About Crossword Puzzle Day
On December 21st 1913, Arthur Wynne, a journalist from Liverpool, England, published a "word-cross" puzzle in the New York World that embodied most of the features of the modern genre. This puzzle is frequently cited as the first crossword puzzle and Wynne as the inventor. It is this date that is used as the day for Crossword Puzzle Day.
Crosswords have different appearances and variations depending on the country and language system. In North America and Britain, it is considered traditional for crossword grids to have 180-degree rotational symmetry for the patterns of the puzzle to appear the same if the paper is turned upside down. Hebrew crosswords only use consonants, and Japanese crosswords use one syllable per square, instead of one letter.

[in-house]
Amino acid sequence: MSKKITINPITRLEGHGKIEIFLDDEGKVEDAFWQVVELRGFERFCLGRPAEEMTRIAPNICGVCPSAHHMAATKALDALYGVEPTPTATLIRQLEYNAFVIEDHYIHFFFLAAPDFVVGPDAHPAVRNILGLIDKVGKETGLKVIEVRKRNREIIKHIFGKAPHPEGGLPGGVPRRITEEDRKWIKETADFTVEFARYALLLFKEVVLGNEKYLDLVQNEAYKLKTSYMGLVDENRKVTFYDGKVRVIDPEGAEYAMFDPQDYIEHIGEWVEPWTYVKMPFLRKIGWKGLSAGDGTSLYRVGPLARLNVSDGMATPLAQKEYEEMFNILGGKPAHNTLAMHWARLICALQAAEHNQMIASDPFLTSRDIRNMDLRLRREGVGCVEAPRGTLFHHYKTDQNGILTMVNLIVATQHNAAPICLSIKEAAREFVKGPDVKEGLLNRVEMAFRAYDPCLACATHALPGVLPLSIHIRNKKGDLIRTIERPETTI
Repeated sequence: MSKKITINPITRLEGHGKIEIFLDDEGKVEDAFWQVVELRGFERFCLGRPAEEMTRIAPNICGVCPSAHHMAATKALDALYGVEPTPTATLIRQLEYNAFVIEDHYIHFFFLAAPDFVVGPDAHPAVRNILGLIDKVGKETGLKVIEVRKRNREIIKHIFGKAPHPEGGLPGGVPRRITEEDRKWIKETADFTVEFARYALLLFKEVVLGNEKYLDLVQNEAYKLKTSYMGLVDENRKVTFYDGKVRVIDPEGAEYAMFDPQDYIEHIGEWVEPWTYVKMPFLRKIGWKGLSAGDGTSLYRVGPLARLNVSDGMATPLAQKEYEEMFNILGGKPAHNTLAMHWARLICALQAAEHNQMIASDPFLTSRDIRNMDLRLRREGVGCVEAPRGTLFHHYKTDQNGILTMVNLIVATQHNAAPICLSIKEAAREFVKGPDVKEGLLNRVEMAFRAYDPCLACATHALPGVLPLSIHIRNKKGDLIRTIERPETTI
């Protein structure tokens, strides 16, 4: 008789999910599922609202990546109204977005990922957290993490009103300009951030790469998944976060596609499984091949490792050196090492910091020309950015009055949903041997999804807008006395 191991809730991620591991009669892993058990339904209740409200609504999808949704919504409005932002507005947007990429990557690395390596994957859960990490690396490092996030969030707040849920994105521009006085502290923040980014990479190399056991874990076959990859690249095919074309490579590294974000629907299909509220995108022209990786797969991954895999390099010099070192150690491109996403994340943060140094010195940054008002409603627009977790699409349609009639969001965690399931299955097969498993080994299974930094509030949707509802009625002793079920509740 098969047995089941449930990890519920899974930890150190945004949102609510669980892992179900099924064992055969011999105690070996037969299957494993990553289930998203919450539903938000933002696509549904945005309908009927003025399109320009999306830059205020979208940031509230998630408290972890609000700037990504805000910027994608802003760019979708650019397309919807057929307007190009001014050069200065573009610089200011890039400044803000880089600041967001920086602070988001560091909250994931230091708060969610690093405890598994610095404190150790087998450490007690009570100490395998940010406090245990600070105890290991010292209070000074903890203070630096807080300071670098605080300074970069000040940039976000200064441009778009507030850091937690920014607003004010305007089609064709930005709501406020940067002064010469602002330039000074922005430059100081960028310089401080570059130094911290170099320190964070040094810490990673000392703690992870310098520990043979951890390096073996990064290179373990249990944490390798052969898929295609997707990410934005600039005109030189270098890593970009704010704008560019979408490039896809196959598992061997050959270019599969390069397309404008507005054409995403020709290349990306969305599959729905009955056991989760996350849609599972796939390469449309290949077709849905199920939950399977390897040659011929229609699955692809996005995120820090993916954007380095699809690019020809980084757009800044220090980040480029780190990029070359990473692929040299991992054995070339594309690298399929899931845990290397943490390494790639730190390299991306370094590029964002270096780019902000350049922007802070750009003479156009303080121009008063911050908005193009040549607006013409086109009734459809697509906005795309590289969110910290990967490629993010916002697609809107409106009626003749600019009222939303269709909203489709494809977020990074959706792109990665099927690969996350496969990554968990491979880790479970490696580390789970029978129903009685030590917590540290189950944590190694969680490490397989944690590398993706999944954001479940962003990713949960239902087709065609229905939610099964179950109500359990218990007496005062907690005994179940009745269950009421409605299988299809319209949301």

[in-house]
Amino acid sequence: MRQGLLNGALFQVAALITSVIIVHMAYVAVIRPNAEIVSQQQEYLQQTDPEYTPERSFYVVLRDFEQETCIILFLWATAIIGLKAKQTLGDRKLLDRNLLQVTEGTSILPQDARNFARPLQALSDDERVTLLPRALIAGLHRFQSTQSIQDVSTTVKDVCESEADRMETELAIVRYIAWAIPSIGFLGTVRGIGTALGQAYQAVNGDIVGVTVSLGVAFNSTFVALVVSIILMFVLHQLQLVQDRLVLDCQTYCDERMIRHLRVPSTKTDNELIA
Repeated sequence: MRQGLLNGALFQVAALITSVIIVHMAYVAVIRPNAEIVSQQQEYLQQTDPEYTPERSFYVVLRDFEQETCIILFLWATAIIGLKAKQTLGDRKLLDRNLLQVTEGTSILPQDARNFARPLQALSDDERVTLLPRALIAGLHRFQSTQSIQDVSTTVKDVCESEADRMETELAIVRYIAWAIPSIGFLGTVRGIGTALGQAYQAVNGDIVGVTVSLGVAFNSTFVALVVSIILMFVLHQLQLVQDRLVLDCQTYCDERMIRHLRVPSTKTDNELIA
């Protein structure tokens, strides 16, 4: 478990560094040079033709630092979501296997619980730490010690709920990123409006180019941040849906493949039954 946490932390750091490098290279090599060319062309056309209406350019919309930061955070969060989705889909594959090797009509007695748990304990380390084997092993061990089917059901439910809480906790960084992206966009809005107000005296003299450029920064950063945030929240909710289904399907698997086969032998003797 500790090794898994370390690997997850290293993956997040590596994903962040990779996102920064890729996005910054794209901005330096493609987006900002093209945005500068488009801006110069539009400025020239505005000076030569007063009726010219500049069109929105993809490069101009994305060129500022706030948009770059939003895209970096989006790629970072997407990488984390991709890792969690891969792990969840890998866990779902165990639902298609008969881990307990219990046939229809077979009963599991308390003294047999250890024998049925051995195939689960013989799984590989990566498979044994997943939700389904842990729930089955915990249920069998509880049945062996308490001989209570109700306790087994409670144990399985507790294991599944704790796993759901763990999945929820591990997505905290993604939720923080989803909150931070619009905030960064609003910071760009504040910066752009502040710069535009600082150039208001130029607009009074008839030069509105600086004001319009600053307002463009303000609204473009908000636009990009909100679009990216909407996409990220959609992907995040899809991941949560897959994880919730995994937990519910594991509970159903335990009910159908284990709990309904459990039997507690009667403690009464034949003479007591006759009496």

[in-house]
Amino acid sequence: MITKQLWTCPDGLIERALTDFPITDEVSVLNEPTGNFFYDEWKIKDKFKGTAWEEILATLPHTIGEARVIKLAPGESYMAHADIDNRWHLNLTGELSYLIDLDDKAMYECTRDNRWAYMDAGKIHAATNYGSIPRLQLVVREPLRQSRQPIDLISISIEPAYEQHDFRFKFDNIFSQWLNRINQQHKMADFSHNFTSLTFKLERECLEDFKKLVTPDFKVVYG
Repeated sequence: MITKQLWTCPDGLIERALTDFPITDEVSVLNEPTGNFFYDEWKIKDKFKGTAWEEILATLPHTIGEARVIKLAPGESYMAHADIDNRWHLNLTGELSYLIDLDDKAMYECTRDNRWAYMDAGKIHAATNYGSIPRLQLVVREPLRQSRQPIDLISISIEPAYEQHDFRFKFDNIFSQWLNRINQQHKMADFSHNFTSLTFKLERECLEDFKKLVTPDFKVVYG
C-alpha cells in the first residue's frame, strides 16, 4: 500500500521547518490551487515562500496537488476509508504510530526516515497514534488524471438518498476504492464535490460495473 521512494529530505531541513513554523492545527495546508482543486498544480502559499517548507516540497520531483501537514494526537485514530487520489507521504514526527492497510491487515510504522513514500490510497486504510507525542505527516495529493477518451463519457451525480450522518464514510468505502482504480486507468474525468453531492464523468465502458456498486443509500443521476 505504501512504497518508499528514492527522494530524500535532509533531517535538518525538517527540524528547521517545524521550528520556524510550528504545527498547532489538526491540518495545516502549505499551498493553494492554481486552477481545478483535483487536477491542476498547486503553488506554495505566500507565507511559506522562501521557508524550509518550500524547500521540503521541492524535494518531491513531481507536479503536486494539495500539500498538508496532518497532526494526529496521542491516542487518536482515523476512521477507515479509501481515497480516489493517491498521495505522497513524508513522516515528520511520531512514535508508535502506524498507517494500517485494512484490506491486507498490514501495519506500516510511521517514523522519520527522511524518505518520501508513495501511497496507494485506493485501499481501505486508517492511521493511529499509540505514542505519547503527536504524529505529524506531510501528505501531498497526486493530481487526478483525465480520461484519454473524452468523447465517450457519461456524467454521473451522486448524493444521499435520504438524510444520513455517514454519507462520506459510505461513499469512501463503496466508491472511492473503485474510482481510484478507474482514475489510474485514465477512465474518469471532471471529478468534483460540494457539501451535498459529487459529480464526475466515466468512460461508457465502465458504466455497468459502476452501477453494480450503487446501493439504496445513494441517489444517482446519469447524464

Crosswords were banned in Paris during World War II in case they were used to pass secret messages to the enemy. In fact, in 1944, allied security officers thought journalists were sharing top secret information when a series of Telegraph crosswords included secret code words for military operations. Investigators later concluded that the incident was nothing more than a coincidence. However, Britain’s central decryption establishment, Bletchley Park, asked its cryptologists to solve a Daily Telegraph crossword in less than 12 minutes as part of its recruitment process
The fastest completion time of a New York Times crossword puzzle was set in 1996 by Stanley Newman – a puzzle creator, editor, and publisher – who completed the puzzle in 2 minutes 14 seconds.